Google has introduced a new link attribute, and it's ultimately designed to tell the search engines to ignore the link when it comes to calculating their algorithm. This new attribute is called rel="nofollow" and it can be added to any typical href link. By adding the attribute to a link on your site, you're telling the search engines to ignore it. According to Google, "From now on, when Google sees the attribute (rel="nofollow") on hyperlinks, those links won't get any credit when we rank websites in our search results."

Ultimately, this is good news to bloggers and any other website that allows people (and bots, of course), to add a link to their website without being moderated or "checked" by the website's owner. This attribute can be built into applications running on the website so that it automatically adds the (rel="nofollow") attribute to un-moderated or "non-verified" links.

Yahoo!, MSN Search, and other search engines are taking Google's lead and beginning to recognize this new link attribute. Others that approve of the new (rel="nofollow") attribute include Brad Fitzpatrick of LiveJournal, Dave Winer of Scripting News, Anil Dash of Six Apart, Steve Jenson of Blogger, Matt Mullenweg of WordPress, Stewart Butterfield of Flickr, Anthony Batt of Buzznet, David Czarnecki of blojsom, Rael Dornfest of Blosxom, and Mike Torres of MSN Spaces. Since this new link tag attribute is mainly focused on getting rid of blog comment spam, most of the blogging community is behind it.

This new (rel="nofollow") attribute, though, may begin to be used on many other sites, such as sites that use guestbooks which are notorious for seeing link spam, as well as directories. Some website directory owners might consider adding links to their directory but only removing the (rel="nofollow") attribute if the link submitter pays them to remove the (rel="nofollow") attribute. Google recently commented on the issue, "We think any piece of software that allows others to add links to an author's site (including guestbooks, visitor stats, or referrer lists) can use this attribute. We're working primarily with blog software makers for now because blogs are such a common target."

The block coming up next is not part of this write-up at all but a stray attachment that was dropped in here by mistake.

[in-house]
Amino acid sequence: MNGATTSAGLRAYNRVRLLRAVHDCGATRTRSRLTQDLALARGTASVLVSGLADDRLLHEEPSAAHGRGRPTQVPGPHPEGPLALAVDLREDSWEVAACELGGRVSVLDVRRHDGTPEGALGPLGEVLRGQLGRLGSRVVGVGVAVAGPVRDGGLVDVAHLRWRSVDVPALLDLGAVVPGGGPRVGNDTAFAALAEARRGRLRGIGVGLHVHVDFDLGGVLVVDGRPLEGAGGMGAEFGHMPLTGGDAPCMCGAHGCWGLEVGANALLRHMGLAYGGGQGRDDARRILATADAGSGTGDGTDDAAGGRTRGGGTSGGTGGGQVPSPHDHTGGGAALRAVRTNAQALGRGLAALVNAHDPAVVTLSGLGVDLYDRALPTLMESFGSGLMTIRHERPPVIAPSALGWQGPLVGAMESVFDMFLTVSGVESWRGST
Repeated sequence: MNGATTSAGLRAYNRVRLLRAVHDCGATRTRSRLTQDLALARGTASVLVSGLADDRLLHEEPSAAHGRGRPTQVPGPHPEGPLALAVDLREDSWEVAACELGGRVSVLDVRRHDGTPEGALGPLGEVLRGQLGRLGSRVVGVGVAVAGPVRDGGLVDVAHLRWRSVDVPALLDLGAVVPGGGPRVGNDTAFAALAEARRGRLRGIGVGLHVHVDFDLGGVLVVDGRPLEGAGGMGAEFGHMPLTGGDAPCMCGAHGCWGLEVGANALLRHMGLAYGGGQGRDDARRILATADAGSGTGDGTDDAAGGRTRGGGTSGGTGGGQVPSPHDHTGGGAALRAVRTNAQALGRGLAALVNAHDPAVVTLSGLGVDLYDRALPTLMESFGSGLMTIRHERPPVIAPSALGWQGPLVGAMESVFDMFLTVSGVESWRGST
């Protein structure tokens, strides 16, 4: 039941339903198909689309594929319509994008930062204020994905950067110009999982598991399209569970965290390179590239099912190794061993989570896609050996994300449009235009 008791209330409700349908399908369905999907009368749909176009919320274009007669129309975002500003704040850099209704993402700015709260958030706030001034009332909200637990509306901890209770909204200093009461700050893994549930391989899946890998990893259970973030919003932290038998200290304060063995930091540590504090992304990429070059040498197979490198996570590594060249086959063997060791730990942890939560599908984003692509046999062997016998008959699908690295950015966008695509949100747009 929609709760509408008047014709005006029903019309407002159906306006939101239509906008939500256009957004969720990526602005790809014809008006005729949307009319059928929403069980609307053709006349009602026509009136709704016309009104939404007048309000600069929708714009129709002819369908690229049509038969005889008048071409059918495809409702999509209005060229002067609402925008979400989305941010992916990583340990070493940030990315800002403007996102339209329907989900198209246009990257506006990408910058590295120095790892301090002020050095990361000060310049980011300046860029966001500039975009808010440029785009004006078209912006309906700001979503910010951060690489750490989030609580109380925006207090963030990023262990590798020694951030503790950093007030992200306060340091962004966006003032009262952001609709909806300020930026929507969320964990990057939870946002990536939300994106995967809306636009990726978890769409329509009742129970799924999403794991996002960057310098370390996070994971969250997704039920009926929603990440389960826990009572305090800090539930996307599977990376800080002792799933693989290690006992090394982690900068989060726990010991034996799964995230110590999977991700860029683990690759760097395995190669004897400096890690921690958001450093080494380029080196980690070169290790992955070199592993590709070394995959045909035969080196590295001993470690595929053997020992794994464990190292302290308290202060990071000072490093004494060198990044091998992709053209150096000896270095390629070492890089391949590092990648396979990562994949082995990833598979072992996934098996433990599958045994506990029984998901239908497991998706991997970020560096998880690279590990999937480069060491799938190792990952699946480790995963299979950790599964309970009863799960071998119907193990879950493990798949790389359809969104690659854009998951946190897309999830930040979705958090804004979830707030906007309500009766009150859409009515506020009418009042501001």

According to Ken Moss, the General Manger of MSN Search Dev & Test, "Any link with this tag will indicate to a crawler it is not necessarily approved by this page and shouldn't be followed nor contribute weight for ranking. Our Search Champs suggested this and it has been a part of our plans since, we think it's a great idea... Over the coming weeks, our MSNBot crawler will start respecting this new tag, and sometime after that MSN Spaces will start to support this as well (I expect Mike Torres and MC will have more details - the team has already made investments to help prevent blog spam to begin with). Cheers to Yahoo! and Six Apart for also supporting this movement."
January 19, 2005





Bill Hartzer currently runs a Strategic Online Marketing Consultancy that includes services such as search engine optimization, social media marketing, and online reputation management.

Bill Hartzer formerly managed the Search Engine Marketing division of Vizion Interactive and MarketNet, leading interactive marketing and website design firms in the Dallas, Texas area.

Hartzer is a successful writer, blogger, search engine marketing, and social media marketing expert. During the past fifteen years, some of his many accomplishments include: Search Engine Marketing Manager, Vizion Interactive, Search Engine Marketing Manager, MarketNet, Search Engine Optimization Strategist, Intec Telecom Systems PLC, Webmaster, Intec Telecom Systems PLC, Founder, Dallas/Fort Worth Search Engine Marketing Association, Owner/Author, Corporate Web Site Marketing, Administrator, Search Engine Forums, Frequent Speaker, Search Engine Strategies Conferences, Frequent Speaker, WebmasterWorld's PubCon Search Engine and Internet Marketing Conference.








Search Engine Guide > Bill Hartzer > New Link Attribute Gets Endorsed by Search Engines, Others